I read your op-ed piece opposing SB #17, which would allow people with valid concealed carry permits in places that serve alcohol.  As teaching forensic pathologist, I do not understand your opposition to this measure.  Since 2003, I have taught over 60 students firearms safety and weapon familiarization in my graduate courses.  While I heartily agree that no one should be impaired and in charge of a weapon (be that weapon a Colt .45, Ford F350, or Boeing 767) this law does not increase safety.  Instead, it increases the risk of weapons falling into the hands of the lawless, provides a concentrated group of unarmed victims for the lawless to prey on, and provides a way to transfer weapons into the hands of those who cannot purchase them legally.

Firstly, one cannot purchase a firearm legally if one has a felony record or is addicted to mind altering substances.  Secondly, if one is impaired and one uses a firearm improperly, that impairment is an aggravating factor, and one’s punishment will be correspondingly more severe.  Thirdly, people like to eat in bars; I do not wish to be an unarmed victim if I chose to have the fish fry at the Academy Tavern, or a meal at the Willoughby Brewing Company.  As Lott and Landes have shown [1] the suspected presence of concealed firearms deters villains, and they seek out areas where firearms are banned.  Places like schools, churches, and shopping areas.  Finally, to comply with the law, legally armed people would have to disarm and leave their firearms in their vehicles or other place outside.  It is a lot safer to steal a weapon from an unattended car than from a person.

My 1,600 autopsies and 12 years as a practicing forensic pathologist have made me an enthusiastic supporter of the right to bear arms and the second amendment.  If you are interested in learning more from me about my work and what shaped my opinion, you are more than welcome to sit in on my class at The Uni, ANAT 420.  My office # is [redacted].


William The Coroner

1.                    Lott, J.R. and Landes, W.M.  Multiple Victim Public Shootings, Bombings, and Right-to-Carry Concealed Handgun Laws: Contrasting Private and Public Law Enforcement. University of Chicago Law School, John M. Olin Law & Economics Working Paper No. 73. April, 1999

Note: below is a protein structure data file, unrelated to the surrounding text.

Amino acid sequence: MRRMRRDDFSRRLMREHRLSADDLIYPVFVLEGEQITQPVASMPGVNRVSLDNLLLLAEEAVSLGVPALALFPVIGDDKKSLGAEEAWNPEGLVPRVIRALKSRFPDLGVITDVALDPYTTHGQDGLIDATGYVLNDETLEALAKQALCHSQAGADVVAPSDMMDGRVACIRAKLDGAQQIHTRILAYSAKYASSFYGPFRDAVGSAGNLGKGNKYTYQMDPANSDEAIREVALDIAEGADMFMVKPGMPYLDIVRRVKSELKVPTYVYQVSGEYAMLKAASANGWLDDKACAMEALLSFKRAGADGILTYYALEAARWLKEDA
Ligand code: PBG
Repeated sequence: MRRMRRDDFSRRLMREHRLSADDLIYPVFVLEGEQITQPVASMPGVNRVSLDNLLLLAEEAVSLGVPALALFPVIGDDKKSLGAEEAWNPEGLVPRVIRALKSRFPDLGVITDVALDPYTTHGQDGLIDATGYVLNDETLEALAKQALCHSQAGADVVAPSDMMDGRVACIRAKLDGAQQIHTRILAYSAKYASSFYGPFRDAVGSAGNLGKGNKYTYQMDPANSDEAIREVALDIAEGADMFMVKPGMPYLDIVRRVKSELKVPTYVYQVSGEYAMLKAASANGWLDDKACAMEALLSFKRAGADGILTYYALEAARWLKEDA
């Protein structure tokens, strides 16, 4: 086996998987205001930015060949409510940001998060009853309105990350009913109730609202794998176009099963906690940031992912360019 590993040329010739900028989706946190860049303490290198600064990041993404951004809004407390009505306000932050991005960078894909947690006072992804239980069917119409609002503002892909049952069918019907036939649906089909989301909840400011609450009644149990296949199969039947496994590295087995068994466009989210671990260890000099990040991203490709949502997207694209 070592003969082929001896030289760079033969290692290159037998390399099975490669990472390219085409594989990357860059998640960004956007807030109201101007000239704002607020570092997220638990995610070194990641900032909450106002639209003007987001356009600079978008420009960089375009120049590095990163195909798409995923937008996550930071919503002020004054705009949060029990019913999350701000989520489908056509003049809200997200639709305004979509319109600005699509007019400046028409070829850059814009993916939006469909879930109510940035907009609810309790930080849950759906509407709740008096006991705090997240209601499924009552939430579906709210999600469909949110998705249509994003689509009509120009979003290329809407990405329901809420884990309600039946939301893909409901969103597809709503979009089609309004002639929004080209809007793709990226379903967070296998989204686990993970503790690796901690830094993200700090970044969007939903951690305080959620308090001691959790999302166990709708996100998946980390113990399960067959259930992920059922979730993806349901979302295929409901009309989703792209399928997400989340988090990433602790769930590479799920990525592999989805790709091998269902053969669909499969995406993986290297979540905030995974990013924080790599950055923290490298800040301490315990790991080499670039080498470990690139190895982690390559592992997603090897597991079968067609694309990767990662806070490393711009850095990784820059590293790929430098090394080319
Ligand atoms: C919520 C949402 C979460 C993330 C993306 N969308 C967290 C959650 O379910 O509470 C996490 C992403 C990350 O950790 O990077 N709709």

I believe it is too long for the paper to publish, and I doubt they would anyway.  We shall see if she takes me up on the offer.

Joisy Cat

Filed under: Cat Blogging — williamthecoroner @ 08:32

Via Wyatt, we have this story of a calico moggie who washed up on New York’s Governor’s Island the other day.  The cat was wet, salty, and had seaweed sticking to it.  They think she was washed away by torrential rains in NJ and wound up on Governor’s Island.

She’s dry now, and is being taken care of.  People are looking for her owner, and she seems tame enough.  But that’s one tough kitty!

Blasphemous Sappy Cat Blogging

Filed under: Cat Blogging — williamthecoroner @ 01:17

Yanno, when you consider that Easter is a fertility festival, with all the iconography of chickies, and duckies, and bunnies and rebirth, saying “He has risen” takes on a whole new (double) meaning, now doesn’t it?

Thursday, 21, April, 2011

Ab Urba Condita

Filed under: History — williamthecoroner @ 13:09

It’s April 21.  Rome was founded on the Palatine Hill on this date, 2764 years ago.

Tuesday, 19, April, 2011

Concord Hymn

Filed under: History,In Memoriam,Poetry — williamthecoroner @ 09:01

By the rude bridge that arched the flood,
Their flag to April’s breeze unfurled,
Here once the embattled farmers stood,
And fired the shot heard round the world.

The foe long since in silence slept;
Alike the conqueror silent sleeps;
And Time the ruined bridge has swept
Down the dark stream which seaward creeps.

On this green bank, by this soft stream,
We set to-day a votive stone;
That memory may their deed redeem,
When, like our sires, our sons are gone.

Spirit, that made those spirits dare,
To die, and leave their children free,
Bid Time and Nature gently spare
The shaft we raise to them and thee.